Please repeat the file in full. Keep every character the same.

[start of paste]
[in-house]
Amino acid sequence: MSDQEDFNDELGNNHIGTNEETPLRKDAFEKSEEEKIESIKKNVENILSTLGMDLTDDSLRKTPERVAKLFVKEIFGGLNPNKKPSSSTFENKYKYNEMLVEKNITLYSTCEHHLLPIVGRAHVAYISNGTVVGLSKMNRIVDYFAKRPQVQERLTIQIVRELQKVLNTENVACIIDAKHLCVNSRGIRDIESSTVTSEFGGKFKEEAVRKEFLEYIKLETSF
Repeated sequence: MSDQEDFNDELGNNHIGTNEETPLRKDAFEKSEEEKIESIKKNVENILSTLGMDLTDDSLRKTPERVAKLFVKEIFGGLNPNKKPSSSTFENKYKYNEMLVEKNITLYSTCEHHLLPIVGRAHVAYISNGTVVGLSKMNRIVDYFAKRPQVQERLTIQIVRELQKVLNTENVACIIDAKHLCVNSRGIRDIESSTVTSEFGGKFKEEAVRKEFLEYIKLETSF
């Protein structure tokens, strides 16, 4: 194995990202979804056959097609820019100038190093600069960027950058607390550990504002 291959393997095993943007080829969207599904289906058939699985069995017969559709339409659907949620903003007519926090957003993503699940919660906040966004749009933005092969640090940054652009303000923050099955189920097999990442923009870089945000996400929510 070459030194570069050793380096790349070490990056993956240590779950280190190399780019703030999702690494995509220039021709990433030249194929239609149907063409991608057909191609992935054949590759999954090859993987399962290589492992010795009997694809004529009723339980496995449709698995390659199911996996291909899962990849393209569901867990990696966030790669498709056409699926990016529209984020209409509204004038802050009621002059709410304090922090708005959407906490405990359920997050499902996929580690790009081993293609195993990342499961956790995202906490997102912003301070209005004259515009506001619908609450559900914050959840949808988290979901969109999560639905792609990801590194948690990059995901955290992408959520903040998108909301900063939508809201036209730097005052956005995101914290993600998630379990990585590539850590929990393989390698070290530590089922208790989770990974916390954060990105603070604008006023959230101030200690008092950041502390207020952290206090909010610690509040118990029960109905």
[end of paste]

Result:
[in-house]
Amino acid sequence: MSDQEDFNDELGNNHIGTNEETPLRKDAFEKSEEEKIESIKKNVENILSTLGMDLTDDSLRKTPERVAKLFVKEIFGGLNPNKKPSSSTFENKYKYNEMLVEKNITLYSTCEHHLLPIVGRAHVAYISNGTVVGLSKMNRIVDYFAKRPQVQERLTIQIVRELQKVLNTENVACIIDAKHLCVNSRGIRDIESSTVTSEFGGKFKEEAVRKEFLEYIKLETSF
Repeated sequence: MSDQEDFNDELGNNHIGTNEETPLRKDAFEKSEEEKIESIKKNVENILSTLGMDLTDDSLRKTPERVAKLFVKEIFGGLNPNKKPSSSTFENKYKYNEMLVEKNITLYSTCEHHLLPIVGRAHVAYISNGTVVGLSKMNRIVDYFAKRPQVQERLTIQIVRELQKVLNTENVACIIDAKHLCVNSRGIRDIESSTVTSEFGGKFKEEAVRKEFLEYIKLETSF
């Protein structure tokens, strides 16, 4: 194995990202979804056959097609820019100038190093600069960027950058607390550990504002 291959393997095993943007080829969207599904289906058939699985069995017969559709339409659907949620903003007519926090957003993503699940919660906040966004749009933005092969640090940054652009303000923050099955189920097999990442923009870089945000996400929510 070459030194570069050793380096790349070490990056993956240590779950280190190399780019703030999702690494995509220039021709990433030249194929239609149907063409991608057909191609992935054949590759999954090859993987399962290589492992010795009997694809004529009723339980496995449709698995390659199911996996291909899962990849393209569901867990990696966030790669498709056409699926990016529209984020209409509204004038802050009621002059709410304090922090708005959407906490405990359920997050499902996929580690790009081993293609195993990342499961956790995202906490997102912003301070209005004259515009506001619908609450559900914050959840949808988290979901969109999560639905792609990801590194948690990059995901955290992408959520903040998108909301900063939508809201036209730097005052956005995101914290993600998630379990990585590539850590929990393989390698070290530590089922208790989770990974916390954060990105603070604008006023959230101030200690008092950041502390207020952290206090909010610690509040118990029960109905």